Population momentum. The tendency for population growth to continue beyond the time that replacement-level fertility has been achieved because of a relatively high concentration of people in the childbearing years. For example, the absolute numbers of people in developing countries will continue to increase over the next several decades even as the rates of population growth will decline. This phenomenon is due to past high fertility rates which results in a large number of young people. As these youth grow older and move through reproductive ages, the greater number of births will exceed the number of deaths in the older populations.
The problems of predicting population change.
Humans: the real threat to life on Earth
If population levels continue to rise at the current rate, our grandchildren will see the Earth plunged into an unprecedented environmental crisis, argues computational scientist Stephen Emmott in this extract from his book Ten Billion
Earth is home to millions of species. Just one dominates it. Us. Our cleverness, our inventiveness and our activities have modified almost every part of our planet. In fact, we are having a profound impact on it. Indeed, our cleverness, our inventiveness and our activities are now the drivers of every global problem we face. And every one of these problems is accelerating as we continue to grow towards a global population of 10 billion. In fact, I believe we can rightly call the situation we’re in right now an emergency – an unprecedented planetary emergency.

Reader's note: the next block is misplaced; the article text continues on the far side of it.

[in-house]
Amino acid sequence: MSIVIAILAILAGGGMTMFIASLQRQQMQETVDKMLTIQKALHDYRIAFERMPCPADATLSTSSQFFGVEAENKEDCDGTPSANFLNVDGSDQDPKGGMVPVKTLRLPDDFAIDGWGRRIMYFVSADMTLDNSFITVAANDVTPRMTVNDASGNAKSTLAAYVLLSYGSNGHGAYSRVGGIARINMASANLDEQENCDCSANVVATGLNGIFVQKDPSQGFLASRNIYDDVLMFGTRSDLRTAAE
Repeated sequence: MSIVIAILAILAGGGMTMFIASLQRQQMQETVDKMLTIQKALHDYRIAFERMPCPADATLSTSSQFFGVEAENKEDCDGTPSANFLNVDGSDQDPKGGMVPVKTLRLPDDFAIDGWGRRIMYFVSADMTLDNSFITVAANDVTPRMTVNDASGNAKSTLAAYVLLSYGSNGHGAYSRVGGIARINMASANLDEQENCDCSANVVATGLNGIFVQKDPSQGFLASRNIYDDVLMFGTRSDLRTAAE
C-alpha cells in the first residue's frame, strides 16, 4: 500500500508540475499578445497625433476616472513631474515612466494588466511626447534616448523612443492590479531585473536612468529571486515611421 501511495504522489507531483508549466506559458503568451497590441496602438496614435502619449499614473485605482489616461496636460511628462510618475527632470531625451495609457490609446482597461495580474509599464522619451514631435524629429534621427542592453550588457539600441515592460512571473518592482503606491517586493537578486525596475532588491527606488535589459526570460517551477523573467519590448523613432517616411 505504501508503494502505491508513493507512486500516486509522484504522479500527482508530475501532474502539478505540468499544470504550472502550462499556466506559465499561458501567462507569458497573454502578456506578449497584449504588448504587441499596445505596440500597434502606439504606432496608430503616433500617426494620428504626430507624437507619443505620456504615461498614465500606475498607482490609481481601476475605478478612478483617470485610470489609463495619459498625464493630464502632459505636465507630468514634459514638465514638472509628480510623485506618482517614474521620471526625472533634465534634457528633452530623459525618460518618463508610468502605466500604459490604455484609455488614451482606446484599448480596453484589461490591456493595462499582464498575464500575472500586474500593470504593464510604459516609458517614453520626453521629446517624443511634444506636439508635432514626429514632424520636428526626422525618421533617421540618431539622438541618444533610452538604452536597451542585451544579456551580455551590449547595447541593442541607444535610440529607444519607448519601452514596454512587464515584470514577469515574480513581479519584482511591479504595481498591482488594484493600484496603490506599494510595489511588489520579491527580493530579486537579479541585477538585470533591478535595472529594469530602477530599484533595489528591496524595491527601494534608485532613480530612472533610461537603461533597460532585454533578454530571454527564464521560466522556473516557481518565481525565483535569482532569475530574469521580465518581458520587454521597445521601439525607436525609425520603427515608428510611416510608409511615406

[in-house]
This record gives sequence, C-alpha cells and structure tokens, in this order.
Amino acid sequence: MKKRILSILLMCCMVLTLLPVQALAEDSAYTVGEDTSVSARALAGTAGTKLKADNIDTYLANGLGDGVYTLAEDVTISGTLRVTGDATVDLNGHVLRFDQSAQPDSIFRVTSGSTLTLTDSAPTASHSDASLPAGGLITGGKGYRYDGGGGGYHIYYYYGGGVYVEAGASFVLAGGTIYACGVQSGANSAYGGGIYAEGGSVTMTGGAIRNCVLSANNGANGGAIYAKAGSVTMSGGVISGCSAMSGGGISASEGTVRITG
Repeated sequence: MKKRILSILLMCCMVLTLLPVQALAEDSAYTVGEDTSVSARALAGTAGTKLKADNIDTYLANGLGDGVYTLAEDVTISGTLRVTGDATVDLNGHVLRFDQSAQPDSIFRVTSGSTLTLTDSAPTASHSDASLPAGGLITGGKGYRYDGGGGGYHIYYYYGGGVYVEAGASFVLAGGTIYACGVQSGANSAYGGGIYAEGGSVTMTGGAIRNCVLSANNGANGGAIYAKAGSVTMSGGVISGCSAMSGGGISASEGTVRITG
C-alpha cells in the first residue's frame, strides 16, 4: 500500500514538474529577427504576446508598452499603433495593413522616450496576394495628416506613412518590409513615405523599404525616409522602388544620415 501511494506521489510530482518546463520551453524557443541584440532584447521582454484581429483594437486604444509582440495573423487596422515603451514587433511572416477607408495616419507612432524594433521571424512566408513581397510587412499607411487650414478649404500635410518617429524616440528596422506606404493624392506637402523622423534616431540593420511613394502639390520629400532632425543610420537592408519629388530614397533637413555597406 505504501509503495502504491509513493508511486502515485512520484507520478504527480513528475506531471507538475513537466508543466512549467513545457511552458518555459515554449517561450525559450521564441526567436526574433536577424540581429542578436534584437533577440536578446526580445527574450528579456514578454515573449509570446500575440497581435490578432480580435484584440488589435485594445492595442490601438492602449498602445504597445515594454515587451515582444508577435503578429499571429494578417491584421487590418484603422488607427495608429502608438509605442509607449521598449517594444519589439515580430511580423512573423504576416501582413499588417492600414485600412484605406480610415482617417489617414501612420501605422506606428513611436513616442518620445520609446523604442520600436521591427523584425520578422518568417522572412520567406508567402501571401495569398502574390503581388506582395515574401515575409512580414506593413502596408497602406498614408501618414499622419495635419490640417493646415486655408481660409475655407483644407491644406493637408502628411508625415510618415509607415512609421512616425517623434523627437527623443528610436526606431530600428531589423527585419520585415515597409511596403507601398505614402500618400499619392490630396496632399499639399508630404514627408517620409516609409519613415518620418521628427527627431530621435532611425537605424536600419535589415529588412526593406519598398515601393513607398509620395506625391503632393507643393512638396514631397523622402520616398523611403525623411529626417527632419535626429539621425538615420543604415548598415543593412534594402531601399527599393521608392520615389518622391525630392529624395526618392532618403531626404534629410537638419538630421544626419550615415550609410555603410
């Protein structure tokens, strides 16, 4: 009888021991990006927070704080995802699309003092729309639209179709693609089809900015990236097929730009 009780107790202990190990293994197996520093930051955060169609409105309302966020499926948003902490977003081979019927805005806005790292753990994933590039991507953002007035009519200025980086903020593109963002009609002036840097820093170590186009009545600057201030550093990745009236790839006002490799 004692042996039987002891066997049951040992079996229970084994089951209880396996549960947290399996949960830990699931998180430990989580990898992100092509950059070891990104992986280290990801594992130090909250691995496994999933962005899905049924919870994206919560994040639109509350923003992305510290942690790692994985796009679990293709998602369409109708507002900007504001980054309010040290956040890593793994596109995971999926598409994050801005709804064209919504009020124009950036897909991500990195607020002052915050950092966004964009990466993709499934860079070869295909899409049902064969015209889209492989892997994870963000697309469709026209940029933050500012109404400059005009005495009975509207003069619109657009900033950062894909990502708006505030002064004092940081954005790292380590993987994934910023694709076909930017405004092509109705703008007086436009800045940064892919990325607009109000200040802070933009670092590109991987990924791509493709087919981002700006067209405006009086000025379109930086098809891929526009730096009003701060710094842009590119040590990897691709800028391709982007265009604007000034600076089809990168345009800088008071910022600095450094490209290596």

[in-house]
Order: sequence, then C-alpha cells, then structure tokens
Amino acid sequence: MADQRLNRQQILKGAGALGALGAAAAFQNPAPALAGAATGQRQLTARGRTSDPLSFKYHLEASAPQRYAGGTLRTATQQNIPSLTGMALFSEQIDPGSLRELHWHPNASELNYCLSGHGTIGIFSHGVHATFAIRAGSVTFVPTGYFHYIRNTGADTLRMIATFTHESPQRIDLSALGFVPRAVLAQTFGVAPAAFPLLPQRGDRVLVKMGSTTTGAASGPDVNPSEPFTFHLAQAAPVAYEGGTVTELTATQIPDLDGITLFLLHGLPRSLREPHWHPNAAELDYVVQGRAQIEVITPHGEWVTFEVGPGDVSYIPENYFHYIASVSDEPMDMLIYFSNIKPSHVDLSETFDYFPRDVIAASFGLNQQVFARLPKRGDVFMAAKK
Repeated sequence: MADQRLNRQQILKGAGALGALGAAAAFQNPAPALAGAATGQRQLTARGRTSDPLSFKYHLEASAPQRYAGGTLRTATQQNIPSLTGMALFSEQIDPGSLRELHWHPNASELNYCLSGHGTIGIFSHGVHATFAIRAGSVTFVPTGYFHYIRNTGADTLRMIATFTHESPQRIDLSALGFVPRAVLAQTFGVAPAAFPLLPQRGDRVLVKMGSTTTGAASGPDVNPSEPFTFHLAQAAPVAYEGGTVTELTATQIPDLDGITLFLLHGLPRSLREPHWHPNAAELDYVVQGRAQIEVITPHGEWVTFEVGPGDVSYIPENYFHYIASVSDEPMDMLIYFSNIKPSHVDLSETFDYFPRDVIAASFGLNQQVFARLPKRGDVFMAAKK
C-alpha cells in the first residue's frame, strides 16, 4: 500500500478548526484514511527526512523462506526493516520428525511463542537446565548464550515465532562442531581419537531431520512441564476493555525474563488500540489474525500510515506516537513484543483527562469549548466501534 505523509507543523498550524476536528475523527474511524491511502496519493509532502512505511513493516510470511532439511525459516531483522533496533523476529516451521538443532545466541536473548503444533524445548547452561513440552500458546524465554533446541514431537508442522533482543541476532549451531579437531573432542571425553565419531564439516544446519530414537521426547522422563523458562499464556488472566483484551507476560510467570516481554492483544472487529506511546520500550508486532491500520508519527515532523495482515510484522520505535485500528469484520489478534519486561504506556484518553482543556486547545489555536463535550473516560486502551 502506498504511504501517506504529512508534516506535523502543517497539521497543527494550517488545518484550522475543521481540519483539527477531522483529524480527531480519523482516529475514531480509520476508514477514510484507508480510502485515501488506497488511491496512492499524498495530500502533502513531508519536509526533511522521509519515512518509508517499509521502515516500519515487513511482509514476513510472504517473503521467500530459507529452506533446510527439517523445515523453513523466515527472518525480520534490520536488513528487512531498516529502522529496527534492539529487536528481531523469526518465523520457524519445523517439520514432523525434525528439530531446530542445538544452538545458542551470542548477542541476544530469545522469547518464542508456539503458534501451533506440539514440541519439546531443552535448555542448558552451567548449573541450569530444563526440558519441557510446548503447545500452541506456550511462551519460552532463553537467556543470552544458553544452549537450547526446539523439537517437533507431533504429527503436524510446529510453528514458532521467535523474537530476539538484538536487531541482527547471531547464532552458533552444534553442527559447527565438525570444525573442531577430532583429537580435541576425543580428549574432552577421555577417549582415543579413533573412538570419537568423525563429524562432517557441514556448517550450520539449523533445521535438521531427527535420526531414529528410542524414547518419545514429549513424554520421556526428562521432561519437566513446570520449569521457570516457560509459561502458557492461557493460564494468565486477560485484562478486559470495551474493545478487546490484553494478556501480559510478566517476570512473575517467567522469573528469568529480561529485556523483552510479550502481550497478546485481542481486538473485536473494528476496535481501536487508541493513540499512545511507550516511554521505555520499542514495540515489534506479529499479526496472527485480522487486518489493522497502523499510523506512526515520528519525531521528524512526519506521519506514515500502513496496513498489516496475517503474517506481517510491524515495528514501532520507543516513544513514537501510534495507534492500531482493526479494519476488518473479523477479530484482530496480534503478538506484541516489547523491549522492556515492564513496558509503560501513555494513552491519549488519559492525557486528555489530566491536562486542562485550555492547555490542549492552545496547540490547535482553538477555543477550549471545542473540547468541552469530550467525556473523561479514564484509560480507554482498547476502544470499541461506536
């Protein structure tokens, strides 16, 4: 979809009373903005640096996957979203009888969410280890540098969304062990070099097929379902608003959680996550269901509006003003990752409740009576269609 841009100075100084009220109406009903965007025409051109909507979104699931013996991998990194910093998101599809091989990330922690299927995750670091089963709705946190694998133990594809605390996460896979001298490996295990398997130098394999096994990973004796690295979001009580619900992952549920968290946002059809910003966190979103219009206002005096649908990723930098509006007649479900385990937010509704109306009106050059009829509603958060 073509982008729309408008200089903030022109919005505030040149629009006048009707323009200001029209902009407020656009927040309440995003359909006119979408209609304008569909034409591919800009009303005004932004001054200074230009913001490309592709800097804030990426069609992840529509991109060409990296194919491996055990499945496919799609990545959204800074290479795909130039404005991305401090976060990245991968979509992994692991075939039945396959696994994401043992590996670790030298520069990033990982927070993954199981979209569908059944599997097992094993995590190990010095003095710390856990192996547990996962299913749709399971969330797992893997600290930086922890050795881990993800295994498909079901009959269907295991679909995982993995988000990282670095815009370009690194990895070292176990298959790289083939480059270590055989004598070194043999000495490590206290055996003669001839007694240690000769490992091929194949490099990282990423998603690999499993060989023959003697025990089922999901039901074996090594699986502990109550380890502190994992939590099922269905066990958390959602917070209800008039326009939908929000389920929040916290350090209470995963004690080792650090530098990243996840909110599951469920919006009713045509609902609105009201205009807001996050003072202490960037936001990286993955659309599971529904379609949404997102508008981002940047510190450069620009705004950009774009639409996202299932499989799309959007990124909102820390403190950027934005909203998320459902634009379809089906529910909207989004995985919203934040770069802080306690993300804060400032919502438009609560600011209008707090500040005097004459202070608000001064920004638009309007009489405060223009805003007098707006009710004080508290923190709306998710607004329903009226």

**Peoplequake: Mass Migration, Ageing Nations and the Coming Population Crash by Fred Pearce**
Thomas Malthus has a lot to answer for. As the young cleric performed birth and death rites at the end of the 18th century, he began to notice that there were far more christenings than funerals. The insight led him to write his “Essay on the Principles of Population”, a dark warning against the perils of unchecked human reproduction. Overpopulation was a looming threat because the masses were on a treadmill of sex and procreation, he argued. Eventually, the world would run out of food. People would die of starvation. It was nature’s way of keeping populations in check.
This “dark and terrible genius” may have been right to pinpoint the idea that population was a potent economic force, says Fred Pearce, but he was wrong about almost everything else. And yet Malthus’s ideas persisted among the elites for hundreds of years, spreading a fear of population time bombs and seeding ideas for eugenics programmes up to the last half of the 20th century.